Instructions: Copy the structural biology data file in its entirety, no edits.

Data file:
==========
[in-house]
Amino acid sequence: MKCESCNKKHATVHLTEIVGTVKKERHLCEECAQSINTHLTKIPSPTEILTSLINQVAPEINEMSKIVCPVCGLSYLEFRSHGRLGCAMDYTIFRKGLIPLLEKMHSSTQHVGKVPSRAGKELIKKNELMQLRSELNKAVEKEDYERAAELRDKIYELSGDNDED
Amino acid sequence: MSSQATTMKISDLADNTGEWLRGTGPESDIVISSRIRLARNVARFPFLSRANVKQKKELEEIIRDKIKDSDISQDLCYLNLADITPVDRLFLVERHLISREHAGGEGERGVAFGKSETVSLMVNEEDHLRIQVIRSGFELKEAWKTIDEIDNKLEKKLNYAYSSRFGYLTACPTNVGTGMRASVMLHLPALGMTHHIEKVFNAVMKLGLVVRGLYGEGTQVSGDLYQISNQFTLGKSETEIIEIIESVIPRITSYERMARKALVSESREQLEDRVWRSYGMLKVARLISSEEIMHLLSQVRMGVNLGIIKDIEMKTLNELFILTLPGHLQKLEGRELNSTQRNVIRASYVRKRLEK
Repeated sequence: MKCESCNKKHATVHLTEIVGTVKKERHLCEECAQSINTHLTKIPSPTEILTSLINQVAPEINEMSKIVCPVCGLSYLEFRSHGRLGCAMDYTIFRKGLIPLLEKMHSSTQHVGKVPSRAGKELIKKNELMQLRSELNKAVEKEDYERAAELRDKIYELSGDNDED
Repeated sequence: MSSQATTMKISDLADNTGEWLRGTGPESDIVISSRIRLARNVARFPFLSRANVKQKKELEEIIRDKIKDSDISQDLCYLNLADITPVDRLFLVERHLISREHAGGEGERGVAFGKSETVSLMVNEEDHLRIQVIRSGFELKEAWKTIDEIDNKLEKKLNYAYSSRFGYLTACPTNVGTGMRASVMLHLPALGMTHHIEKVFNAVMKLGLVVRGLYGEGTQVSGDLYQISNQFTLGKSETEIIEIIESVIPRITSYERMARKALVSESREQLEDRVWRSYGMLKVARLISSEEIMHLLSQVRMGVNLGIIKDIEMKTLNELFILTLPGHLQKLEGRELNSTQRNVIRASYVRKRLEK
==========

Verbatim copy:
[in-house]
Amino acid sequence: MKCESCNKKHATVHLTEIVGTVKKERHLCEECAQSINTHLTKIPSPTEILTSLINQVAPEINEMSKIVCPVCGLSYLEFRSHGRLGCAMDYTIFRKGLIPLLEKMHSSTQHVGKVPSRAGKELIKKNELMQLRSELNKAVEKEDYERAAELRDKIYELSGDNDED
Amino acid sequence: MSSQATTMKISDLADNTGEWLRGTGPESDIVISSRIRLARNVARFPFLSRANVKQKKELEEIIRDKIKDSDISQDLCYLNLADITPVDRLFLVERHLISREHAGGEGERGVAFGKSETVSLMVNEEDHLRIQVIRSGFELKEAWKTIDEIDNKLEKKLNYAYSSRFGYLTACPTNVGTGMRASVMLHLPALGMTHHIEKVFNAVMKLGLVVRGLYGEGTQVSGDLYQISNQFTLGKSETEIIEIIESVIPRITSYERMARKALVSESREQLEDRVWRSYGMLKVARLISSEEIMHLLSQVRMGVNLGIIKDIEMKTLNELFILTLPGHLQKLEGRELNSTQRNVIRASYVRKRLEK
Repeated sequence: MKCESCNKKHATVHLTEIVGTVKKERHLCEECAQSINTHLTKIPSPTEILTSLINQVAPEINEMSKIVCPVCGLSYLEFRSHGRLGCAMDYTIFRKGLIPLLEKMHSSTQHVGKVPSRAGKELIKKNELMQLRSELNKAVEKEDYERAAELRDKIYELSGDNDED
Repeated sequence: MSSQATTMKISDLADNTGEWLRGTGPESDIVISSRIRLARNVARFPFLSRANVKQKKELEEIIRDKIKDSDISQDLCYLNLADITPVDRLFLVERHLISREHAGGEGERGVAFGKSETVSLMVNEEDHLRIQVIRSGFELKEAWKTIDEIDNKLEKKLNYAYSSRFGYLTACPTNVGTGMRASVMLHLPALGMTHHIEKVFNAVMKLGLVVRGLYGEGTQVSGDLYQISNQFTLGKSETEIIEIIESVIPRITSYERMARKALVSESREQLEDRVWRSYGMLKVARLISSEEIMHLLSQVRMGVNLGIIKDIEMKTLNELFILTLPGHLQKLEGRELNSTQRNVIRASYVRKRLEK